Easy Restoration: 1929 Ford Model A Rumble Seat Roadster

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Henry Ford was a flawed individual with strong views and was seldom willing to compromise on his opinions. This made him a ruthless tyrant toward those with whom he crossed swords, but it also meant that the cars produced while he was at the helm of the company bearing his name are some of the best candidates for DIY project builds. That is the case with this 1929 Ford Model A Roadster. It needs love, but returning it to its former glory should be a rewarding family project. Once the work is complete, the younger family members should have a blast in the Rumble Seat as this classic rolls along the road. The Model A is listed here on Craigslist in Belleville, Illinois. The seller set their price at $10,500 OBO, and I must say a big thank you to Barn Finder Rocco B. for spotting this promising project.

The seller indicates this Model A Roadster is an old and complete barn find. It is unmolested, and the indications are that it could serve as a restoration or preservation project. Its Black paint is well past its best, but some sections retain a healthy shine. The panels are straight, and this classic is rust-free. Combine those factors, and a world of possibilities awaits this car’s next owner. I can’t spot any missing trim, and it looks like most pieces will respond positively to applying a high-quality polish. The top is intact and free from tears, and there are no apparent glass issues. Even if I were considering the preservation pathway, I would splash the cash to have the wheels professionally inspected and restored. They are probably okay, but the surface corrosion would prompt me to ensure the spokes weren’t on the verge of failure. Nothing ruins a classic outing more than suddenly finding you only have three wheels on your wagon!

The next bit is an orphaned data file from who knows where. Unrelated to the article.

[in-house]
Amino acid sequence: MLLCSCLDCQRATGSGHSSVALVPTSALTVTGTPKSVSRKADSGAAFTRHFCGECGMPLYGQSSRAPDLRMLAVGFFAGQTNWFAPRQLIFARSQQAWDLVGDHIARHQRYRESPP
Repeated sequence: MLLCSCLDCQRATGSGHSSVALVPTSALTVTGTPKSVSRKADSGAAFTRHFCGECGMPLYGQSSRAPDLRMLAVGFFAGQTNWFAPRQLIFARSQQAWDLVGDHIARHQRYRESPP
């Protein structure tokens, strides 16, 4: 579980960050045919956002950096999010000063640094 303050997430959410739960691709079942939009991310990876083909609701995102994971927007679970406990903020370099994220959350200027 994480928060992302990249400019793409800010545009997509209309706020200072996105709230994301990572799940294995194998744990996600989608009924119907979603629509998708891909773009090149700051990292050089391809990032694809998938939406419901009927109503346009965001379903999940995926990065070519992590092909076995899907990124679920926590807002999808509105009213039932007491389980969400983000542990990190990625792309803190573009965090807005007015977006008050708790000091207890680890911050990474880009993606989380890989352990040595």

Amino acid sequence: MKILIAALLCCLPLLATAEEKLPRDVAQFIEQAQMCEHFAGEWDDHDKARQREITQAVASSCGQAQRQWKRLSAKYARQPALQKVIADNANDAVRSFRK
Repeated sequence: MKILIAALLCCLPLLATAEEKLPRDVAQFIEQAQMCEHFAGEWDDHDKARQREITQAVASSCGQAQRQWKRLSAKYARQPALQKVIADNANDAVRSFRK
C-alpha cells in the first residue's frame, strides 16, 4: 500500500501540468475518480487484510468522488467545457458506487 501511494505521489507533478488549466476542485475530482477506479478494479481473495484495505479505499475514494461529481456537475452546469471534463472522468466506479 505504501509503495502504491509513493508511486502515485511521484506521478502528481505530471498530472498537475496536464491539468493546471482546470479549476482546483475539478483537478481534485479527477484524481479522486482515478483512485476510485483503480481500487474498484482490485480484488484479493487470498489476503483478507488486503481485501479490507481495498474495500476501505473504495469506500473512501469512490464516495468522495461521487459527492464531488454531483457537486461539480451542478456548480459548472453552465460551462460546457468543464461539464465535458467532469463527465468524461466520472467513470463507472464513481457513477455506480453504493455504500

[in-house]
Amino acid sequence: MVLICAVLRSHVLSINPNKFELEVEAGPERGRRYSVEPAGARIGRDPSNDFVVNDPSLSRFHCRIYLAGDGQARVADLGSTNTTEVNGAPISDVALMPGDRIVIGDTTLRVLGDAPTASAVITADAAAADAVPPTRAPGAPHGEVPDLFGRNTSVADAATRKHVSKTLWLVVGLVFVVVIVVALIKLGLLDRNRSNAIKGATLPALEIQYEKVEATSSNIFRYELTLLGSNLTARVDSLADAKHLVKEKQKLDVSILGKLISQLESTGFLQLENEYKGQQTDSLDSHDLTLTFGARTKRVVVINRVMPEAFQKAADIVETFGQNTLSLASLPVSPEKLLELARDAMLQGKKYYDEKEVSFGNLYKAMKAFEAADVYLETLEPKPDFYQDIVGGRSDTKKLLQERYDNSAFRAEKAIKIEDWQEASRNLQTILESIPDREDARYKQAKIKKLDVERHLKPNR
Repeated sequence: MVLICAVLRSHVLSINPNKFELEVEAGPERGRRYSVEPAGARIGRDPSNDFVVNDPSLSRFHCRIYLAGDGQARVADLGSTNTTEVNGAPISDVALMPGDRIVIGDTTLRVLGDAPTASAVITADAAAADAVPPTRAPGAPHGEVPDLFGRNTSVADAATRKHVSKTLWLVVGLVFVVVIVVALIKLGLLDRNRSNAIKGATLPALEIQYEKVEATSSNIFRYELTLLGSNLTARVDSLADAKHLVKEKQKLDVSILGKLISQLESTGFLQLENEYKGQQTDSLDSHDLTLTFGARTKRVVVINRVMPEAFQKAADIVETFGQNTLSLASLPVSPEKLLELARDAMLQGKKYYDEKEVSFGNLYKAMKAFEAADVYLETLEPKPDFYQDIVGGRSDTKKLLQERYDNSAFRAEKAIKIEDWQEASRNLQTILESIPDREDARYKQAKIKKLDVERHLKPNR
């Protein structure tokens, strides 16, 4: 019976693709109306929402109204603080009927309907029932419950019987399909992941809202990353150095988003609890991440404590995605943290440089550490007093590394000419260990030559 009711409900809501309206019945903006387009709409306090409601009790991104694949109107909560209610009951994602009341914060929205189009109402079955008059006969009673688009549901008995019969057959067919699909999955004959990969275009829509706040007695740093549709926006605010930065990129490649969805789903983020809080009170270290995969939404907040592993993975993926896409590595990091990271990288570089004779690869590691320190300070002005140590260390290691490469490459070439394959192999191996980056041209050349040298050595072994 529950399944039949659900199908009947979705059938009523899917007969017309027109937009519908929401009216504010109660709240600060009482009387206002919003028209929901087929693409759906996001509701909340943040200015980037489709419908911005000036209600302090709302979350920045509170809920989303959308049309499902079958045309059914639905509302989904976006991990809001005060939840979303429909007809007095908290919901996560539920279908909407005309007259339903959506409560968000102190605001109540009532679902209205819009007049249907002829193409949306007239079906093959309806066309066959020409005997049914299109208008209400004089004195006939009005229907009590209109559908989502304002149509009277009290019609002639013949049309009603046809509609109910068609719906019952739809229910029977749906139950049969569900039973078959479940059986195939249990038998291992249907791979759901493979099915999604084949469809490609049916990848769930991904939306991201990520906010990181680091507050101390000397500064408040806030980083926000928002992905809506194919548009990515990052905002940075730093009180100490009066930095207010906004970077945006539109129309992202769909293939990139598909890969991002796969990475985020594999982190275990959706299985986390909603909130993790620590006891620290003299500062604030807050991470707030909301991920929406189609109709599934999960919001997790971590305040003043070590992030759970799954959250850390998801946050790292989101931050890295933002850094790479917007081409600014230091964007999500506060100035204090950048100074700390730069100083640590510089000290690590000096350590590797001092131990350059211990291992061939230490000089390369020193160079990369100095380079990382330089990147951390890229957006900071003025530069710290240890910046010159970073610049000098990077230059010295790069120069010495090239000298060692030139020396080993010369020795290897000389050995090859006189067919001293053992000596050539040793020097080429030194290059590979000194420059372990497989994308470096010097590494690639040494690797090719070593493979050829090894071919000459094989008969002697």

The Model A brought a more conventional and user-friendly mechanical configuration than the Model T it replaced. Both featured a flathead four, although the 201ci powerplant in the Model A delivered twice the Model T’s 20hp. Gone was the two-speed planetary transmission in favor of a three-speed manual similar to the competition’s. Buyers felt the improvements under their right foot because while the Model T ran out of breath at around 40mph, the “A” would race to 65mph. That might not sound like much today, but you must remember that this was an era when many roads were little more than glorified goat tracks. The seller indicates the Roadster runs, drives, and stops. It is unclear whether it is roadworthy, but getting it to that point if it isn’t shouldn’t be challenging. We receive no interior shots, but trim items are readily available and affordable if things aren’t up to scratch. The Model A features a Rumble Seat, which should be a delightful place to pass some time on a sunny day.